A million little fists waving in unison can have a huge impact. Keep it waving. When you get tired of waving, pound it against governments door. Pound it in the face of corporate greed and abuse. A million fists pounding on governments door and in the face of corporate greed and abuse can perhaps change the world.
Of course, a million little fists marking their ballots, or better yet, holding on to the cash they would otherwise fork over to those greedy, abusive corporations, would probably have a much greater impact. But that's not nearly so exciting.
The waving fists are part of a “we the people” rally that will be calling on lawmakers to “increase citizen involvement in decisions about agriculture and food systems, land use and genetic engineering,” according to a press release. I can get behind the call to abolish the PLDC, and more citizen involvement is always great, though most citizens don't participate as fully as they could right now.
But what, exactly, is the point of the proposed bill to label whole (unprocessed) foods that are genetically engineered? Yes, let's all waste time on meaningless legislation that will distract people from the real issues in agriculture. [Update 1-17-13: After hearing Walter Ritte and others speak at the Vandana Shiva lecture tonight, I realize I may have spoken prematurely. I will wait to reserve judgment until I read and consider the full bill.]
One of the rally speakers will be newly elected Sen. Laura Thielen, the former DLNR director under Republican Gov. Lingle who has become a darling of certain progressives because she spoke out against the PLDC. How quickly people forget Thielen was behind the plan to exploit state parks, including a hotel at Kokee.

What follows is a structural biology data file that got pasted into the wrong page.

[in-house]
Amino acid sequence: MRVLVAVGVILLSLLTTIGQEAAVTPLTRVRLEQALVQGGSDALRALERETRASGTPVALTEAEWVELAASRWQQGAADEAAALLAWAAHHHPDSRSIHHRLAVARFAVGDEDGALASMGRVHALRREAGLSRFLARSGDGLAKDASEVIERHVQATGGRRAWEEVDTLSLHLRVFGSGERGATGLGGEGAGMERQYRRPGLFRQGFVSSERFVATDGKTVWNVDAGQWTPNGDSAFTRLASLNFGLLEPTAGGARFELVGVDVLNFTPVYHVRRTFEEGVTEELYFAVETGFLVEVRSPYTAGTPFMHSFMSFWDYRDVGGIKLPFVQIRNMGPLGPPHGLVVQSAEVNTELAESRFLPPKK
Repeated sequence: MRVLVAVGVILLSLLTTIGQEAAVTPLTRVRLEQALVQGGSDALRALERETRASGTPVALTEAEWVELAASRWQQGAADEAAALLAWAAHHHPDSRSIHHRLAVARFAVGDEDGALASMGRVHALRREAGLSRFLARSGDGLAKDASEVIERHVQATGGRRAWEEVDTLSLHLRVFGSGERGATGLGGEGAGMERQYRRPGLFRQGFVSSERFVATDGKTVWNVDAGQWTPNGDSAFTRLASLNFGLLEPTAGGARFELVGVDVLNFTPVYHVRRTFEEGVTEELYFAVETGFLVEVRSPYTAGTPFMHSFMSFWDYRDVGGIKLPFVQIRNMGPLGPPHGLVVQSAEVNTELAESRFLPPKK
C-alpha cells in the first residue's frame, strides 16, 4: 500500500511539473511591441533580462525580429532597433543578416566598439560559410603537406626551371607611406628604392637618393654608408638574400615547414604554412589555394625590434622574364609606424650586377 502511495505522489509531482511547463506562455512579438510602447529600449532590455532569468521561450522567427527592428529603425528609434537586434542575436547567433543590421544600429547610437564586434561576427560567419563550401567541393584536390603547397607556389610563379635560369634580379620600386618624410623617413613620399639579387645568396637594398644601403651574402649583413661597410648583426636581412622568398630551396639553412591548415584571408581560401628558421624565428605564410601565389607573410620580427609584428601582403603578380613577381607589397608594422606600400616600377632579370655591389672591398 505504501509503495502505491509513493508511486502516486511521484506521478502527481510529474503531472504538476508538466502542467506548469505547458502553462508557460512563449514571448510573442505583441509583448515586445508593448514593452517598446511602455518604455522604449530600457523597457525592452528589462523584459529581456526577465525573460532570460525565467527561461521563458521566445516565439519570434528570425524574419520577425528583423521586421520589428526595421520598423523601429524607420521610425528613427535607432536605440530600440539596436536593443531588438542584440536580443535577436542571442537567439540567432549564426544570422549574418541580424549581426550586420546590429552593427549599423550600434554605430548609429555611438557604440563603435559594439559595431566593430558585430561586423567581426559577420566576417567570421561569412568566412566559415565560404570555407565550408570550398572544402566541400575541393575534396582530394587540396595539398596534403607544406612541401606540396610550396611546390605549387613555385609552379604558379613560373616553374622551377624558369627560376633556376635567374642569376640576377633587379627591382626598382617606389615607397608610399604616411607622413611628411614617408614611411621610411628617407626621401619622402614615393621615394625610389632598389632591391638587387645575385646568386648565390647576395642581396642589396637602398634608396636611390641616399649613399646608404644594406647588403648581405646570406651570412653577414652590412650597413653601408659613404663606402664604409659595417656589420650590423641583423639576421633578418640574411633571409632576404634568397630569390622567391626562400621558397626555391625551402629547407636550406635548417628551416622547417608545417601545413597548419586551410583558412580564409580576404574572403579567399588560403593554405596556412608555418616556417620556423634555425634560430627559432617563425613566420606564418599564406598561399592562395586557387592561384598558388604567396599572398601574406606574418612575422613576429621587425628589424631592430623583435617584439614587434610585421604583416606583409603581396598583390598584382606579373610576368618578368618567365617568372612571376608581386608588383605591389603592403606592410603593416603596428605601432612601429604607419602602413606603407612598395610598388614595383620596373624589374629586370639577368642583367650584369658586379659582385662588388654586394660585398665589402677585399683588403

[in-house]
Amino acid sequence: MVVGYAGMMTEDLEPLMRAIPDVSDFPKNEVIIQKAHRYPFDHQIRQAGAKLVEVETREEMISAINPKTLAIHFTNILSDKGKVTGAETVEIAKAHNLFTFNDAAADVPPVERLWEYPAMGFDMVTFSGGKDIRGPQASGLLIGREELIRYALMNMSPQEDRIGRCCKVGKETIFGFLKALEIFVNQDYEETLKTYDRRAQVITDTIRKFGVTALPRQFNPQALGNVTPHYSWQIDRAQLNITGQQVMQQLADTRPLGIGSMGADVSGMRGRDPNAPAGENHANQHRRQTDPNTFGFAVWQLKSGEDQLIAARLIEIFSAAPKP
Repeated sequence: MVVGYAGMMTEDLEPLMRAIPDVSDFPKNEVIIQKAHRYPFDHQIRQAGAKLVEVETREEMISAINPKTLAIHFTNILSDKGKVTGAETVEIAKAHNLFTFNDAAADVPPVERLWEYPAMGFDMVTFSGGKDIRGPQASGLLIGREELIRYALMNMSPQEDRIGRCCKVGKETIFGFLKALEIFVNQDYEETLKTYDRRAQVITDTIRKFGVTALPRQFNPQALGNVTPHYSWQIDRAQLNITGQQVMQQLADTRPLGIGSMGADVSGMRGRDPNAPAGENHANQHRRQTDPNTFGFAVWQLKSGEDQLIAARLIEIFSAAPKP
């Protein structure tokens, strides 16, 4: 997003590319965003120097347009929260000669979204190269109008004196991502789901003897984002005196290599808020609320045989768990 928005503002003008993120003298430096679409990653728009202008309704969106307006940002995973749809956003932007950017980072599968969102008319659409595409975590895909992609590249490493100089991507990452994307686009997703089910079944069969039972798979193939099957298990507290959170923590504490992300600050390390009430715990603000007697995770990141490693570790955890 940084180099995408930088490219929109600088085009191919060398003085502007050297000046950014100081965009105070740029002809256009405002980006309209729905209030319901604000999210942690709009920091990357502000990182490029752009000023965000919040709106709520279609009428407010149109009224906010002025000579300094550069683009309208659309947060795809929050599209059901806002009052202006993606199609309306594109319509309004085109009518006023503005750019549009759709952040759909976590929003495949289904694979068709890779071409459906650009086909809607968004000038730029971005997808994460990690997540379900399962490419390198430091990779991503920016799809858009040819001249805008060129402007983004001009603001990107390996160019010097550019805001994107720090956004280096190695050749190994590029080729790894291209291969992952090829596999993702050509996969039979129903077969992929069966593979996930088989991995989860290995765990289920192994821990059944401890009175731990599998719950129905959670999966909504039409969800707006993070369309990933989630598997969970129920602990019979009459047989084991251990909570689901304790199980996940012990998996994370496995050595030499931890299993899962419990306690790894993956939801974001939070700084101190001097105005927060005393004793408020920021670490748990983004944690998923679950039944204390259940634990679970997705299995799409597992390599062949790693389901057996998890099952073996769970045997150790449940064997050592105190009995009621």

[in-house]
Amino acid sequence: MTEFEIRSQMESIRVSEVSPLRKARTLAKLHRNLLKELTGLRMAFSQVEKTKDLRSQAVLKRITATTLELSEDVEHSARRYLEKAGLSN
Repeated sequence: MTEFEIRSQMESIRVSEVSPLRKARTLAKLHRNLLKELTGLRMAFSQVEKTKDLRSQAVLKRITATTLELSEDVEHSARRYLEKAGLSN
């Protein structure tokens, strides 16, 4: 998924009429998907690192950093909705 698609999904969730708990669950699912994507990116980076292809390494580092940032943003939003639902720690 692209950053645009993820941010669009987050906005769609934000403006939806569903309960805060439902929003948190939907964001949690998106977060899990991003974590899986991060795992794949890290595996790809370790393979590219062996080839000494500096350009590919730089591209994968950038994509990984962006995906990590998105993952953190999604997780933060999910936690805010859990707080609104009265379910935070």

In other news, the fire that knocked out phone service to many Kauai and Oahu offices and businesses — including KPD — shows how easy it would be for terrorists to bring America to its knees without firing a shot. Because if we can't use the phone or shop, we're good as dead.
As a friend recounted, another friend's wife was trying to shop at Costco, but they couldn't accept credit cards, so she was asked to write a check.
“Who writes checks anymore?” he asked.
“Or has their checkbook regularly with them?” I replied.
And finally, I stopped in at the Office of Prosecuting Attorney yesterday, where I was amused to see our new Prosector, Justin Kollar, at his desk in a KPD hoodie. Though to be fair, the hood was not up, and he had a nice aloha shirt on underneath. And rest assured, he has the requisite jackets and ties hanging on the back of his door for those emergency court appearances.
I'll cover our discussion in subsequent posts, but when Justin mentioned they were planning to start meeting with community groups to hear their concerns, I just had to ask, “So are you going to hand out tote bags?”
Which was a reference to the $9,500 worth of give-aways that former Prosecutor Shaylene Iseri-Carvalho bought to promote her signature (and now demised) POHAKU program — stuff that just so happens to all be orange and black, her former campaign colors.
He took me to a storage closet, and sure enough, there it all was: tote bags, tee-shirts, power clips, Zumba pens, wrist bands and my personal favorite: the stupid little rally fans that cost $1,354.16. I mean, really. WTF was she thinking?
It might actually be humorous, except our tax money bought it.
Shortly after I reported on these questionable expenditures, Councilman Mel Rapozo ranted in public session about the “trashy blogs” highlighting the OPA purchases when most of the other county offices were also buying promotional gimcracks. He then showed off some of the crap he'd had Council staff collect from various county departments. It was pretty nauseating.
Mel's point was, what's the big deal when everybody else is doing it? My point is this: the Council controls the money, so perhaps instead of contemplating raising property taxes on the elderly and Hawaiian homesteaders, they could cut costs by eliminating this kind of junk, none of which is needed, and much of which will end up in the landfill.
Maybe that message would be made more clear if we all showed up during budget hearings clutching POHAKU rally fans in our little fists.